The Writer Makes
A Jump To The Year 1209, When Carcassonne, Then
Forming Part Of The Realm Of The Viscounts Of Beziers
And Infected By The Albigensian Heresy, Was Besieged,
In The Name Of The Pope, By The Terrible Simon De
Montfort And His Army Of Crusaders.
Simon was ac-
customed to success, and the town succumbed in the
course of a fortnight.
Thirty-one years later, having
passed into the hands of the King of France, it was
again besieged by the young Raymond de Trincavel,
the last of the viscounts of Beziers; and of this siege
M. Viollet-le-Duc gives a long and minute account,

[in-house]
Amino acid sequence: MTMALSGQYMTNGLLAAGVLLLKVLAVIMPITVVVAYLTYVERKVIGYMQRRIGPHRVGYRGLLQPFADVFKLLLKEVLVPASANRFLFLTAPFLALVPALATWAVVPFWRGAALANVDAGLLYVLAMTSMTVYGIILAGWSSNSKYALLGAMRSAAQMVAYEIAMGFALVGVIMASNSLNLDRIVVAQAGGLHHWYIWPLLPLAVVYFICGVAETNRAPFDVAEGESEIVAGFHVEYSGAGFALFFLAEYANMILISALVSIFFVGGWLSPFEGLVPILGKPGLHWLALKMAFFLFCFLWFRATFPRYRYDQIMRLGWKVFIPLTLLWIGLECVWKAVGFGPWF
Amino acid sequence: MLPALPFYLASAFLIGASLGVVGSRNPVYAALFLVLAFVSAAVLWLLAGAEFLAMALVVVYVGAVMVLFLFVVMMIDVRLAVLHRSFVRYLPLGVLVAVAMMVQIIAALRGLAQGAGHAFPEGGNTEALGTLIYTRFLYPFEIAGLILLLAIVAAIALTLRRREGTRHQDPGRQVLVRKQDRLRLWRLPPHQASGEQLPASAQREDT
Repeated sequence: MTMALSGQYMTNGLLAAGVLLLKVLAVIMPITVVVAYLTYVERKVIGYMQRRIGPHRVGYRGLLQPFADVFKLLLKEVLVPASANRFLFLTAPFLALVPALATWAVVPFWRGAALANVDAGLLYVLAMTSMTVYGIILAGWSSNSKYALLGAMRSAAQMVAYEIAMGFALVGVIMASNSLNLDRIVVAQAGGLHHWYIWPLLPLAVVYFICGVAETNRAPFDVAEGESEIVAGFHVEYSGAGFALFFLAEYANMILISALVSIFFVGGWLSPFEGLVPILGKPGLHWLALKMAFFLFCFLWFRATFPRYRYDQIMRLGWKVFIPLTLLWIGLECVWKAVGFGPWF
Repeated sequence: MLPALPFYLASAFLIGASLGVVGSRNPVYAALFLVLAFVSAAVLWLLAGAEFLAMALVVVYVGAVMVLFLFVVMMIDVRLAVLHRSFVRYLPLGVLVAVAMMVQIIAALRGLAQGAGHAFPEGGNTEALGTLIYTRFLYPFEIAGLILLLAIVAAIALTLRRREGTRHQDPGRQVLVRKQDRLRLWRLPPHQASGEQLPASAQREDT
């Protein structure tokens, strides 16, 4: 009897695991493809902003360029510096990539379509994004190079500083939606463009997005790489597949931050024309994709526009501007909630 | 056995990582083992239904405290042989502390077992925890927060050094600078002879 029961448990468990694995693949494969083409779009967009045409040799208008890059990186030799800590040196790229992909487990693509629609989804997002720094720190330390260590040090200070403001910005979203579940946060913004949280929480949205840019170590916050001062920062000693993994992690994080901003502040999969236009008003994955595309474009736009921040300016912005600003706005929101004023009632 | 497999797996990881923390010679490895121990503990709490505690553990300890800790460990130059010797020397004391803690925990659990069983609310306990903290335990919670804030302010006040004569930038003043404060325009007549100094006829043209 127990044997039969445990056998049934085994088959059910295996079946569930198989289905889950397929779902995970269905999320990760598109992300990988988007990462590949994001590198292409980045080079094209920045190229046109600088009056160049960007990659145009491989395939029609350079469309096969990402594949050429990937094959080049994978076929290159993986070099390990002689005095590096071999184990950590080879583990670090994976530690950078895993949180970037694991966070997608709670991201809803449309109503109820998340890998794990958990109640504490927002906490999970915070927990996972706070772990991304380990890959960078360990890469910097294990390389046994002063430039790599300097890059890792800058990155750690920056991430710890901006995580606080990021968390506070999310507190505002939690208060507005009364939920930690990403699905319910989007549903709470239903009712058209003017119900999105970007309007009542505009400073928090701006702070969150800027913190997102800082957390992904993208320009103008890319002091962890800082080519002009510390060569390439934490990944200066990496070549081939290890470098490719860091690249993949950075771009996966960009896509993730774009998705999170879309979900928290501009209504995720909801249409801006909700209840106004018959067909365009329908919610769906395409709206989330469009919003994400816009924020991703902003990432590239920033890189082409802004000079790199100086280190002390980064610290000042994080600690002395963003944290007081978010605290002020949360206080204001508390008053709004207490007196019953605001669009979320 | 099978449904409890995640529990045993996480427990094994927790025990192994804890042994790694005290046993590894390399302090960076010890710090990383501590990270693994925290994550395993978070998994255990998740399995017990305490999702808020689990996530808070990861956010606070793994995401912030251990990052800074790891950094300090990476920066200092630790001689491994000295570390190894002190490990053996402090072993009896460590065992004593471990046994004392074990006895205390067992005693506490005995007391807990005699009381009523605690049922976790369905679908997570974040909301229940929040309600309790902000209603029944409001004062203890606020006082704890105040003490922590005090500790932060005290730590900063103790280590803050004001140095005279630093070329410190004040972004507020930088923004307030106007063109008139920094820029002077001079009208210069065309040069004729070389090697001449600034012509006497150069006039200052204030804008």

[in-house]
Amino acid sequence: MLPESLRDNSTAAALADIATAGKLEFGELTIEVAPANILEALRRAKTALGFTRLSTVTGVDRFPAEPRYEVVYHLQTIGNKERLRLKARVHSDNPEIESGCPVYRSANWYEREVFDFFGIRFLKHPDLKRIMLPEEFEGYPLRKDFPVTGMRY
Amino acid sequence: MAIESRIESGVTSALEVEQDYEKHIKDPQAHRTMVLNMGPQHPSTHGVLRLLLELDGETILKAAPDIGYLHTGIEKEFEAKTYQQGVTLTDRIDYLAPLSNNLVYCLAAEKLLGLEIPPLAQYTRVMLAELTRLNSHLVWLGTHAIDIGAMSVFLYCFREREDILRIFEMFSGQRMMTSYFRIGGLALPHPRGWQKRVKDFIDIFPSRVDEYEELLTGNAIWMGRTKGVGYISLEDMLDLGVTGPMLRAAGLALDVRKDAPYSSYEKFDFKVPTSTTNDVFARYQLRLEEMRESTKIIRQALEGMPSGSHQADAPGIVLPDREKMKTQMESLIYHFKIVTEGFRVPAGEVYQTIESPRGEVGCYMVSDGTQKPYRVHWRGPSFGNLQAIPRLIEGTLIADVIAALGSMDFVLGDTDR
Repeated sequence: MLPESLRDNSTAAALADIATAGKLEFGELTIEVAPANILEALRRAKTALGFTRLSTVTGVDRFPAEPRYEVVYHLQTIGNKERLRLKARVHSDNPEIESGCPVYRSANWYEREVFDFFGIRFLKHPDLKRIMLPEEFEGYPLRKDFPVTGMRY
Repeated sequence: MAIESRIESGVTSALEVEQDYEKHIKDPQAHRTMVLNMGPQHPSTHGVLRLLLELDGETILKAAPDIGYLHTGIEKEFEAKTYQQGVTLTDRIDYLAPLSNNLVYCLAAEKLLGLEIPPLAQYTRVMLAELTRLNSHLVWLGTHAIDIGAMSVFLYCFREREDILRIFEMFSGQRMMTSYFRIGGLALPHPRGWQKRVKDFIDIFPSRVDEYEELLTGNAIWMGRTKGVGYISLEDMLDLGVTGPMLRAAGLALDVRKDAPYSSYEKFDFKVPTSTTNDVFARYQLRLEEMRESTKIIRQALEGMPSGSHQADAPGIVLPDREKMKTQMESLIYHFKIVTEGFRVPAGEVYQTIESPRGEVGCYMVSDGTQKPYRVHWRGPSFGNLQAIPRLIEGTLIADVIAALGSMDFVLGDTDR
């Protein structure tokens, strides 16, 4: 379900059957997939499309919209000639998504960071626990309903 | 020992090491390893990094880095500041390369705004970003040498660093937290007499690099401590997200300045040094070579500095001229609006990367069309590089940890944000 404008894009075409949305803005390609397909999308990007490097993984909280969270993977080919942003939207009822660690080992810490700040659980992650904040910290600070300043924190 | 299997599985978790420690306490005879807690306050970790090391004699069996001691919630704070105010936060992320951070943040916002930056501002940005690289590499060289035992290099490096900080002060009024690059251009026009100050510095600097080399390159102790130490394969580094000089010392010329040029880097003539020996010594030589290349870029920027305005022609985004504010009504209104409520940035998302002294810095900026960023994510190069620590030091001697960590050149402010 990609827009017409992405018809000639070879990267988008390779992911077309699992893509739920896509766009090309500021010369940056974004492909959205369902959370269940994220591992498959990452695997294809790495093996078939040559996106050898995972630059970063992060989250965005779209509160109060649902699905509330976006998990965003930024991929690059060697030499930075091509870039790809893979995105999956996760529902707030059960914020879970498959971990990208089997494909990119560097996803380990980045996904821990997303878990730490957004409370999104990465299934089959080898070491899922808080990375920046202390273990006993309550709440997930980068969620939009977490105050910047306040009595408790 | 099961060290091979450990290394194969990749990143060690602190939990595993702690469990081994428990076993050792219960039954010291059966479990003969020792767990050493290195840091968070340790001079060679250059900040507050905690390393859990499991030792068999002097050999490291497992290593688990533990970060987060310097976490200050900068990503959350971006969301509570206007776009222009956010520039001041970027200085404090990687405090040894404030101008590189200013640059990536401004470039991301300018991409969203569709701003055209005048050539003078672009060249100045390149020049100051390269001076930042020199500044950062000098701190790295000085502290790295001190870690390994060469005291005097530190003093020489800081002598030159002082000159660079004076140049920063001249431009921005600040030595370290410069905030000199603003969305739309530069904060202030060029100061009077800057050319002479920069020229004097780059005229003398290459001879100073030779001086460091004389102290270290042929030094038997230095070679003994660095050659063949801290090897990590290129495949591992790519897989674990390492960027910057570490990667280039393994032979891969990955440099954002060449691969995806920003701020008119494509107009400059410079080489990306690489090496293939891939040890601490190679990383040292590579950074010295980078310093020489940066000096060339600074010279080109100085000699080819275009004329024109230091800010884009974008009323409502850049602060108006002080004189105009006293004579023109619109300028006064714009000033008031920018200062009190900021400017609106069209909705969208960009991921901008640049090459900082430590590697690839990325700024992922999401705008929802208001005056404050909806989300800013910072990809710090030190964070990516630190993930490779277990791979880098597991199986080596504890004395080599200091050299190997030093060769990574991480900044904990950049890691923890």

which the visitor who has a head for such things may
follow, with the brochure in hand, on the fortifications
themselves. The young Raymond de Trincavel, baffled
and repulsed, retired at the end of twenty-four days.
Saint Louis and Philip the Bold, in the thirteenth cen-
tury, multiplied the defences of Carcassonne, which
was one of the bulwarks of their kingdom on the
Spanish quarter; and from this time forth, being re-
garded as impregnable, the place had nothing to fear.
It was not even attacked; and when, in 1355, Edward
the Black Prince marched into it, the inhabitants had
opened the gates to the conqueror before whom all
Languedoc was prostrate. I am not one of those who,
as I said just now, have a head for such things, and
having extracted these few facts had made all the
use of M. Viollet-le-Duc's, pamphlet of which I was cap-
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